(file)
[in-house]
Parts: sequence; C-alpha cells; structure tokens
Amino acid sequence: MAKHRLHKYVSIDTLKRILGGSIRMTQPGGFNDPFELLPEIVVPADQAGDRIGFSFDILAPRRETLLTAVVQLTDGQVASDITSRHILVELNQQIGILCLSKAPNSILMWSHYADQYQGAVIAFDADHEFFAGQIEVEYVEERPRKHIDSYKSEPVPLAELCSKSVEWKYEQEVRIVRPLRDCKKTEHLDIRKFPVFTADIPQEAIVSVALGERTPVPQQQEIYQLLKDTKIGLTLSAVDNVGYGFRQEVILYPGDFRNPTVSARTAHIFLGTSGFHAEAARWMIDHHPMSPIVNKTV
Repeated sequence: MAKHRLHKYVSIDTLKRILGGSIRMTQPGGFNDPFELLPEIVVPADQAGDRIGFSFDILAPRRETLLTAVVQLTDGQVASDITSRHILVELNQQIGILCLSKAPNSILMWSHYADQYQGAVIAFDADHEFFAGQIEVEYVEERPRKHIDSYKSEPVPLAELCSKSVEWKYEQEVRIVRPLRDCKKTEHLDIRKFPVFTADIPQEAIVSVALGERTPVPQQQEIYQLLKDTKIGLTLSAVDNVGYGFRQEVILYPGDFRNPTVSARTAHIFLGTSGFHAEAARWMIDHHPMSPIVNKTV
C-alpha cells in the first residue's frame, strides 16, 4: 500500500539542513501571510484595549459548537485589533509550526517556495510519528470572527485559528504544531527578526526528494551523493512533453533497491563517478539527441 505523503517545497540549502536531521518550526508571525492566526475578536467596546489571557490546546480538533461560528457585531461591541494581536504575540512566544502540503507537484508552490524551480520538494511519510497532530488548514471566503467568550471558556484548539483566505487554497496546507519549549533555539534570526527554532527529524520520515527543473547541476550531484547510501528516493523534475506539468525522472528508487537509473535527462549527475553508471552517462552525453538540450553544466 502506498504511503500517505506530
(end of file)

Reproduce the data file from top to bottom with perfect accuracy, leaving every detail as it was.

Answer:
[in-house]
Parts: sequence; C-alpha cells; structure tokens
Amino acid sequence: MAKHRLHKYVSIDTLKRILGGSIRMTQPGGFNDPFELLPEIVVPADQAGDRIGFSFDILAPRRETLLTAVVQLTDGQVASDITSRHILVELNQQIGILCLSKAPNSILMWSHYADQYQGAVIAFDADHEFFAGQIEVEYVEERPRKHIDSYKSEPVPLAELCSKSVEWKYEQEVRIVRPLRDCKKTEHLDIRKFPVFTADIPQEAIVSVALGERTPVPQQQEIYQLLKDTKIGLTLSAVDNVGYGFRQEVILYPGDFRNPTVSARTAHIFLGTSGFHAEAARWMIDHHPMSPIVNKTV
Repeated sequence: MAKHRLHKYVSIDTLKRILGGSIRMTQPGGFNDPFELLPEIVVPADQAGDRIGFSFDILAPRRETLLTAVVQLTDGQVASDITSRHILVELNQQIGILCLSKAPNSILMWSHYADQYQGAVIAFDADHEFFAGQIEVEYVEERPRKHIDSYKSEPVPLAELCSKSVEWKYEQEVRIVRPLRDCKKTEHLDIRKFPVFTADIPQEAIVSVALGERTPVPQQQEIYQLLKDTKIGLTLSAVDNVGYGFRQEVILYPGDFRNPTVSARTAHIFLGTSGFHAEAARWMIDHHPMSPIVNKTV
C-alpha cells in the first residue's frame, strides 16, 4: 500500500539542513501571510484595549459548537485589533509550526517556495510519528470572527485559528504544531527578526526528494551523493512533453533497491563517478539527441 505523503517545497540549502536531521518550526508571525492566526475578536467596546489571557490546546480538533461560528457585531461591541494581536504575540512566544502540503507537484508552490524551480520538494511519510497532530488548514471566503467568550471558556484548539483566505487554497496546507519549549533555539534570526527554532527529524520520515527543473547541476550531484547510501528516493523534475506539468525522472528508487537509473535527462549527475553508471552517462552525453538540450553544466 502506498504511503500517505506530